Mark Oestreicher ((or “Marko” as I like to call him)) is a youth worker at-large and founder of the Youth Cartel – an organization that is seeking to instigate a revolution in the world of Youth Ministry. You can connect with him on his blog at www.whyismarko.com
I caught up with my friend, Marko, recently to see how things were going at The Youth Cartel. I asked him 5 questions about the upcoming Summit in Atlanta, GA. I thought I would share with you his responses:
1. What is the Summit?
It’s a youth ministry training event; but our intention has always been to do something very different than the many other excellent training events offered in the youth ministry world. For those familiar with TED (http://www.ted.com/), you can probably see how it was somewhat of an inspiration for The Summit. We want to stir imaginations and spark creativity in thinking about each attendee’s unique context. We’re not promoting a particular approach, or suggesting a methodology, because we firmly believe that–today, more than ever–those approaches and methodologies need to be spiritually discerned, unique, and contextually appropriate. So, think of The Summit as the “chemical agent” intended to bring about a combustable reaction leading to change!
2. How does the event set itself a part from other Youth Ministry conferences?
To be clear, The Summit is not a “skills training” event. It’s an IDEA event. We believe that by bringing together a group of carefully selected presenters, each giving short, concise talks based on ideas that should shape our thinking and practice, youth workers will leave buzzing with applicable and unique thoughts about the “new things” God might want to do in their ministries.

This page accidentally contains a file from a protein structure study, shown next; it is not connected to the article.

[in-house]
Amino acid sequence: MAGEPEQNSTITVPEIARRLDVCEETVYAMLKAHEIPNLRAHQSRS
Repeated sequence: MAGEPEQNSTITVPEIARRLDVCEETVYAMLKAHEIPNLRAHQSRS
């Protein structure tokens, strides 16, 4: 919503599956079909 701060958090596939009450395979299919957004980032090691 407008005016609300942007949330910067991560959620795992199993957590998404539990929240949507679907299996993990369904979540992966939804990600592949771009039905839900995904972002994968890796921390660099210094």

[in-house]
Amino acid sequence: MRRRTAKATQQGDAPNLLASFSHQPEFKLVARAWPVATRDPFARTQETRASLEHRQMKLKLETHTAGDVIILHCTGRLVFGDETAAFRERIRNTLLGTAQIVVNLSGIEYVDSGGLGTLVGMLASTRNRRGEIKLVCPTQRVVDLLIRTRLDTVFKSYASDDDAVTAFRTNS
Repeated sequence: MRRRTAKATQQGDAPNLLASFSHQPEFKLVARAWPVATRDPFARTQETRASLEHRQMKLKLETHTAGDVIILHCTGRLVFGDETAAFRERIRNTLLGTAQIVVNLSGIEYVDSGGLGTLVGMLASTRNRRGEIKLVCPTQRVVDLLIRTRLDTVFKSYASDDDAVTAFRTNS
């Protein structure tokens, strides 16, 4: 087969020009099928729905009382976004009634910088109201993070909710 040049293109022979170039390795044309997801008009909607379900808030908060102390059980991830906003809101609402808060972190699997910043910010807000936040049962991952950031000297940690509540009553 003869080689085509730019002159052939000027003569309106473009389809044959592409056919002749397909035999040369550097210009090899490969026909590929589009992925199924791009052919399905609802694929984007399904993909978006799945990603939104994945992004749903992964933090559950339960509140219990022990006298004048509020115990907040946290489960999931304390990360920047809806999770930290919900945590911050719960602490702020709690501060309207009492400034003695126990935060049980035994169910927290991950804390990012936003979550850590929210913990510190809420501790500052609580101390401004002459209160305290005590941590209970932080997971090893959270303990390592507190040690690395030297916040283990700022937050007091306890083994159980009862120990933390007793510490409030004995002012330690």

To that end, each of the first three sessions will have five or six presenters, each giving a 12 – 15 minute talk on an area of expertise. Each session is grouped under a theme umbrella; so there’s a sense where the presenters in each session will each share a unique facet of the same cut gem. After each of these sessions, attendees will self-select one of the presenters with whom to spend another 45 minutes in what we’re calling “Digging Deeper.” The presenters are preparing these times not as further lecture, but as a guided interaction toward contextualization for everyone in the room.
3. I love the theme “Panorama: A Big Picture of Youth Ministry — Past, Present, and Future.” I noticed many of the speakers aren’t youth workers. Do you think these presenters will be able to help discern where youth ministry is at or speak to where it needs to go?
Actually, the session themes are “Here and Now: Naming our Current Reality,” “Peripheral Vision: Voices from Other Fields,” and “The Horizon: Where We Could or Should Be Headed.” In the first and third of those, all but two of the presenters are youth workers (of various sorts). It’s just that second session where we were intentional about bringing in voices from other fields of study or practice that we think have something we could learn from. So, on one hand: yes, itotally think these presenters can help us discern where youth ministry needs to go. But on the other hand: I don’t think it’s the role of the presenters (or me, or any other youth ministry speaker or youth ministry organization) to, ultimately, tell youth workers where they need to go. Youth workers need to exercise their own spiritual discernment, listening to the Holy Spirit’s guidance about what God is calling them to do in their unique context. The event is an aid to that process, rather than the answer(s) to that question.